An interview with new Statistica Neerlandica Editor, Miroslav Ristic

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  • Date: 13 November 2019
  • Copyright: Photograph appears courtesy of Miroslav Ristic

Miroslav Ristic is a professor in the Faculty of Sciences and Mathematics at the University of Nis, Serbia, specialising in time series analysis and statistical distribution theory. He has served as an Associate Editor of Statistica Neerlandica since October 2018 and earlier this year was appointed joint Editor of the journal.
In honour of his appointment, Statistics Views spoke to Miroslav about his career, his work as an editor, and the future of statistics.

thumbnail image: An interview with new Statistica Neerlandica Editor, Miroslav Ristic

Can you tell us a bit about your education and career so far?
I started to work in the Faculty of Philosophy at the University of Nis, Serbia as mathematical statistician in 1996. In 2002, I defended my PhD thesis in mathematical statistics at the University of Nis, Faculty of Sciences and Mathematics by studying stationary autoregressive time series models with given marginal distributions. In the last ten years, I have been working on the development of statistical distributions and stationary and non-stationary count time series models. Since 2012, I have been teaching as a full professor in the Faculty of Sciences and Mathematics at the University of Nis. Between 2011 and 2016, I was a supervisor to five PhD students who worked and defended their theses on development of different types of continuous and discrete autoregressive time series models. Since late 2016, I have been engaged as an Associate Editor for the journals Statistical Papers and the Communications in Statistics series. Recently, I have become an Associate Editor for the Journal of Applied Statistics.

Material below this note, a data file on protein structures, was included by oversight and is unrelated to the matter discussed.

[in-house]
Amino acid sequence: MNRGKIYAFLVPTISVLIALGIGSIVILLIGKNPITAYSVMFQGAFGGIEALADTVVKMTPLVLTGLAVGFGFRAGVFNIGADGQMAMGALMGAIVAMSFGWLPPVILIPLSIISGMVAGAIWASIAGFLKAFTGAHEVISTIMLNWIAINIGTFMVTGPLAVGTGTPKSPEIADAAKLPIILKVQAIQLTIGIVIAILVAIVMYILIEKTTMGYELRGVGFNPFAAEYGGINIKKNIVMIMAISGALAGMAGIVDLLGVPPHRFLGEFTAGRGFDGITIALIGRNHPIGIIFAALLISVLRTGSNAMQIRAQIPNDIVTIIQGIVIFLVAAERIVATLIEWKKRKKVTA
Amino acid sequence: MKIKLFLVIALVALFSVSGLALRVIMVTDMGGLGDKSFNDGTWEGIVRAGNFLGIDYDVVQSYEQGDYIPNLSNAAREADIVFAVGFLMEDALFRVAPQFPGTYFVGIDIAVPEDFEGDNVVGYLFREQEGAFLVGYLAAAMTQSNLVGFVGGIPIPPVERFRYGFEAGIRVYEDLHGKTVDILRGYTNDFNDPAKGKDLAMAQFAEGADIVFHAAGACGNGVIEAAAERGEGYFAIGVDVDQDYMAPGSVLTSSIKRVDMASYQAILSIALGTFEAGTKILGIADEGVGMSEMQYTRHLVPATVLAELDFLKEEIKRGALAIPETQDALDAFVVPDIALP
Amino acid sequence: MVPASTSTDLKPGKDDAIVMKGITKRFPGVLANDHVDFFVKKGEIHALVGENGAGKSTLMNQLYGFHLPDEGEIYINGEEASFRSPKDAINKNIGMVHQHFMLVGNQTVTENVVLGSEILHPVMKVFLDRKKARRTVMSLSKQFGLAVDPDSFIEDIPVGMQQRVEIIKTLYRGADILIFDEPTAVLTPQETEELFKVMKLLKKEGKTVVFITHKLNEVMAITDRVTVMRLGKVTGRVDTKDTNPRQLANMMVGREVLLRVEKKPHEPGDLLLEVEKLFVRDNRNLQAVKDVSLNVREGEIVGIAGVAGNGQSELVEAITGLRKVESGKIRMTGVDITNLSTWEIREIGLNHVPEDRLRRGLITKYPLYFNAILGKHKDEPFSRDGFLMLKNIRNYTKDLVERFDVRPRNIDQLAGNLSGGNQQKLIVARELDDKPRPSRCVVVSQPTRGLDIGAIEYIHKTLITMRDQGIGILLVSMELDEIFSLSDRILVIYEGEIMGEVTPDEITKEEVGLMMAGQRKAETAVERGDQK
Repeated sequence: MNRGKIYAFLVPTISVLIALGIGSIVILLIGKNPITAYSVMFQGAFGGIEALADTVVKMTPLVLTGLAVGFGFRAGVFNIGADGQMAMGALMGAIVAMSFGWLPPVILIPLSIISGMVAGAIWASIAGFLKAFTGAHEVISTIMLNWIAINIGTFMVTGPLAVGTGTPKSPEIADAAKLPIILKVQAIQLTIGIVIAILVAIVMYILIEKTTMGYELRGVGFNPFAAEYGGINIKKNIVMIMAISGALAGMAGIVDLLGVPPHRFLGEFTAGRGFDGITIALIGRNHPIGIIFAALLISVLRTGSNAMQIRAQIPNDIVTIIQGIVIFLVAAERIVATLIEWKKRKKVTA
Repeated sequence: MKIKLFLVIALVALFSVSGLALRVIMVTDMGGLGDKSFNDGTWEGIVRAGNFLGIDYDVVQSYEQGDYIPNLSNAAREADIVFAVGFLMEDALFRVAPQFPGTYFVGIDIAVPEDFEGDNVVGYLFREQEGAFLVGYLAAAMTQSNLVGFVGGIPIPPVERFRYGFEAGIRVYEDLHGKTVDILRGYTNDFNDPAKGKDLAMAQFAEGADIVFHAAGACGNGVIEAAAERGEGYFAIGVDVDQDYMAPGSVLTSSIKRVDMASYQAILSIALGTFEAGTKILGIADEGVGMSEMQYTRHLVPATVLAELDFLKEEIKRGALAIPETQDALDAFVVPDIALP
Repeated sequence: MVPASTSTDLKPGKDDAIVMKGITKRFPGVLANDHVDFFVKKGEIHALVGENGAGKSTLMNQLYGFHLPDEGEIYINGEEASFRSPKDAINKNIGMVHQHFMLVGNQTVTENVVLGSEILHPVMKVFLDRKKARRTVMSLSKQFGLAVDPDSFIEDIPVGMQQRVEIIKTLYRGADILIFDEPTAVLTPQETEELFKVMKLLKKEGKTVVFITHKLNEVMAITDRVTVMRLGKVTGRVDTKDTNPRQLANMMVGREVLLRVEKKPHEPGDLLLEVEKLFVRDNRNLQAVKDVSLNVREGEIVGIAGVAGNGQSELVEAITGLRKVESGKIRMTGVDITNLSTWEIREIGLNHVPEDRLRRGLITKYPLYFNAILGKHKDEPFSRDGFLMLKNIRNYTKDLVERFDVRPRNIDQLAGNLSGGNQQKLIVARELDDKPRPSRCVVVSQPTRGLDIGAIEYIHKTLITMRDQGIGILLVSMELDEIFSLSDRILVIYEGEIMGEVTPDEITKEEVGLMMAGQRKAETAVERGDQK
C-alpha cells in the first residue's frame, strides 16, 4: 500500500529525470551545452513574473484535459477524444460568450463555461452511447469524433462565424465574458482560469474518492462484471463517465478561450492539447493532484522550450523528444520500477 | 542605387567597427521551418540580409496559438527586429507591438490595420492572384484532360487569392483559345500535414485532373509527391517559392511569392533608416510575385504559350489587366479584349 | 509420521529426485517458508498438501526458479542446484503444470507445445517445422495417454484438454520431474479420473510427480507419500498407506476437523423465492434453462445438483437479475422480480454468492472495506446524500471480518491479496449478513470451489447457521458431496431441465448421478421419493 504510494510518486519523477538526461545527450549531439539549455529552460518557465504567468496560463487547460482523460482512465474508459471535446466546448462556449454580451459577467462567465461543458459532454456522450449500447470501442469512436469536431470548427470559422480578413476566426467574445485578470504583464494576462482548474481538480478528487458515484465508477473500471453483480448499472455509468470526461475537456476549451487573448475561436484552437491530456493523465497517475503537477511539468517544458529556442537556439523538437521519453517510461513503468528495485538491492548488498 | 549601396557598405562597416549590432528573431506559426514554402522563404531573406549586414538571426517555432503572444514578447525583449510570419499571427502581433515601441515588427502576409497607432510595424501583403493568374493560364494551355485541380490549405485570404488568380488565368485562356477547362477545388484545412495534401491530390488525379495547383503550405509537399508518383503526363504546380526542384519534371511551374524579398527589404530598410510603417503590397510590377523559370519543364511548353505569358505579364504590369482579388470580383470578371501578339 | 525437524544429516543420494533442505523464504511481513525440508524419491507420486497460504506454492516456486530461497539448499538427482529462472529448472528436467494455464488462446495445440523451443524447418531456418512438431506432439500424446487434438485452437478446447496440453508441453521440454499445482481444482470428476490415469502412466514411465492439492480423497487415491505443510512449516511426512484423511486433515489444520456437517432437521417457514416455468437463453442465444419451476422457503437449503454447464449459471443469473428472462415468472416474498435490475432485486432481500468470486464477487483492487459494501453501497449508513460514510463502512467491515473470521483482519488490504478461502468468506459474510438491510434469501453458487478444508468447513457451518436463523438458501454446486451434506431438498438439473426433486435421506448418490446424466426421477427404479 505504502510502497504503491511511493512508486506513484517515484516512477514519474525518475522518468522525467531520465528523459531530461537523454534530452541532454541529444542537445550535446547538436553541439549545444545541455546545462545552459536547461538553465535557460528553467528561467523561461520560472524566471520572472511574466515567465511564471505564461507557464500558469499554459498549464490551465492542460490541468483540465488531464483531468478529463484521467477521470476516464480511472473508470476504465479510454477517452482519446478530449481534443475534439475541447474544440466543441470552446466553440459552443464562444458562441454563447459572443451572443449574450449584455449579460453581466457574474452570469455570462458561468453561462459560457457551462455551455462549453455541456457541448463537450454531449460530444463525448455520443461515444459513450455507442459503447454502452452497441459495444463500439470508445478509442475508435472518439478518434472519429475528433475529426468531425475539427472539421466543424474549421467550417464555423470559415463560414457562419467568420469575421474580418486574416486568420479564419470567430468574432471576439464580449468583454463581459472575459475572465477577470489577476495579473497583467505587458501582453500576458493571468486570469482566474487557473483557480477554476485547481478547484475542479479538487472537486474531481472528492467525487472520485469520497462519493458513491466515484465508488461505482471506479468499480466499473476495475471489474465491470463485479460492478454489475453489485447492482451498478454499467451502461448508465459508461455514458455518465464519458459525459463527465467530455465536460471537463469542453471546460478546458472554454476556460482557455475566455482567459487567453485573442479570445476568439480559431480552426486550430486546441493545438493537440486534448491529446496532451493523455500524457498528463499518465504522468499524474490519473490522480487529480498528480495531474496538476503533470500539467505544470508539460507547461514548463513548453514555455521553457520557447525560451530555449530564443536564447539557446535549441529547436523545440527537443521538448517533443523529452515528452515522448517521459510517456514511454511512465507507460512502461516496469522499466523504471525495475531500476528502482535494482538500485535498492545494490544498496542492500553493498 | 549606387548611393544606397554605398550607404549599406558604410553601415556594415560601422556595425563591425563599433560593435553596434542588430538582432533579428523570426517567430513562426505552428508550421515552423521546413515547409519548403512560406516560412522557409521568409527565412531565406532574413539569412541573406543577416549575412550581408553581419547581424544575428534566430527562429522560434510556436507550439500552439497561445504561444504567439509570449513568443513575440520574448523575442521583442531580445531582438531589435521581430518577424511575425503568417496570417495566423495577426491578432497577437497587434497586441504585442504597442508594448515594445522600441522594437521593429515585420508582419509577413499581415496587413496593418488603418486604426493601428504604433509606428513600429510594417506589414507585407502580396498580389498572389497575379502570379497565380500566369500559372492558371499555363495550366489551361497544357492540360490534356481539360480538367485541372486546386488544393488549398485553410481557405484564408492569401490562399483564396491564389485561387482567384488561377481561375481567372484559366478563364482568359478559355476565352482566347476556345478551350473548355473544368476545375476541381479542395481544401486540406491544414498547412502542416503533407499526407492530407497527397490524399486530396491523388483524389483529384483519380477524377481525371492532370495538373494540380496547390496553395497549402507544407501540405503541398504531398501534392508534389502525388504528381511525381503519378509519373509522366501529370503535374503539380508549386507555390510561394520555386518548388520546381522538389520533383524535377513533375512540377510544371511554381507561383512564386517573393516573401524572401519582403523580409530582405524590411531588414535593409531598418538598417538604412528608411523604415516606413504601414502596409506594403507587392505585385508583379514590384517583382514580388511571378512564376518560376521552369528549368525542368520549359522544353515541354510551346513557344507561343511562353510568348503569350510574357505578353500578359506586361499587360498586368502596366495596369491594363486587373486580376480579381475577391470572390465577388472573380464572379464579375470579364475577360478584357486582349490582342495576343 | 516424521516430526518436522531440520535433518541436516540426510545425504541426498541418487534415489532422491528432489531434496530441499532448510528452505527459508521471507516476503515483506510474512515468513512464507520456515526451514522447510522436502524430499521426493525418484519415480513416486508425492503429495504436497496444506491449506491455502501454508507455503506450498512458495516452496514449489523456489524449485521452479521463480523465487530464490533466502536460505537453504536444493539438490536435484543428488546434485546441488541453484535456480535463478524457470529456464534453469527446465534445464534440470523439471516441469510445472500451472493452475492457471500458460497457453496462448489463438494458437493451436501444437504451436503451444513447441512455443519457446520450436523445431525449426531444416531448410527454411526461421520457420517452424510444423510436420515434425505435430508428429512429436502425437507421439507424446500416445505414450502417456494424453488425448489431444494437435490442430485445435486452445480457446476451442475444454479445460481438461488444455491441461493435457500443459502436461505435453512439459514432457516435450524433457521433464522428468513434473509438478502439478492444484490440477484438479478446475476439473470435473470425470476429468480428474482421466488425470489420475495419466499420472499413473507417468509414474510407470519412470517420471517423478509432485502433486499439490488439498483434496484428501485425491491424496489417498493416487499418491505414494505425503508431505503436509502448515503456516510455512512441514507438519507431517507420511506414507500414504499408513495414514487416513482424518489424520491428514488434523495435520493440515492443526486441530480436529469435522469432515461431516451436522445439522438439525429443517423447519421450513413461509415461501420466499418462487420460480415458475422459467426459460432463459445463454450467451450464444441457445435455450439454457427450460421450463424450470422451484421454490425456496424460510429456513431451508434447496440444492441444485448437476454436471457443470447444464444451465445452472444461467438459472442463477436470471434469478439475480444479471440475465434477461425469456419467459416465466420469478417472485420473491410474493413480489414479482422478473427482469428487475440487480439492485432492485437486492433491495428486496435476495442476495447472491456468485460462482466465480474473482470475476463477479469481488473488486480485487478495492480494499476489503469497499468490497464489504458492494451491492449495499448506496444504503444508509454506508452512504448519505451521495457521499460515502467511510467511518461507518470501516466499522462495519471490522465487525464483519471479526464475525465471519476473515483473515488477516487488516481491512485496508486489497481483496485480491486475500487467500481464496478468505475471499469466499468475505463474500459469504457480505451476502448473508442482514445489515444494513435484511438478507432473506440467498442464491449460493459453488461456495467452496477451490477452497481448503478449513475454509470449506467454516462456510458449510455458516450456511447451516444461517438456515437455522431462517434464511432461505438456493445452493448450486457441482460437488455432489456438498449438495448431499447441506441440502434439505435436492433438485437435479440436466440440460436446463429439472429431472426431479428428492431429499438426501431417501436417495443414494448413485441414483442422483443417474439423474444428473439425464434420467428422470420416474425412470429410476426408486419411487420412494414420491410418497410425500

What areas of statistics do you work in, and why do you think this work is important?
I work in two areas of statistics, time series analysis and statistical distribution theory. Its importance lies in the fact that many occurrences in nature can be described and investigated by statistical models based on independent or dependent components. Many of the introduced and studied models have been obtained from real problems in many areas such as crime and medicine, among others, and have shown as the best solutions for now.

What interested you about becoming an editor?
Being an editor is not only a great honour, but also an opportunity for me to contribute to the development and quality of the journal. In the last three years, I have been worked as an Associate Editor for many statistical journals and have learned a lot. Thus, as an editor I get the opportunity to apply these gained experiences in the favour of the journal.

What would you like to achieve while serving as Editor of Statistica Neerlandica?
As Editor of Statistica Neerlandica and in cooperation with other two Editors, I would like to continue working on the improvement of the quality and the reputation of the journal, increase the number of new readers, attract quality papers as much as possible, and raise the impact factor of the journal.

Do you have any ideas for special issues of the journal?
I think that special issues of the journal can be of great interest to existing readers of Statistica Neerlandica and can significantly attract new readers. One of the area of statistics which is rapidly developed is the analysis of time series of counts. Thus, I would like to consider a special issue devoted to this area of research and introduce readers with this very interesting and important area of statistics. Also, some other interesting areas are planned to be covered by special issues of Statistica Neerlandica in the near future.

Are there any areas of statistics that you think could be particularly exciting in the near future?
My opinion is that any area of statistics might be of great importance for further research in many fields. Special attention will be devoted to statistical and machine learning theory, statistical genetics, and time series analysis, through their potential for application. Mathematical statistics will still be an important area of statistics for the development of new areas of research.

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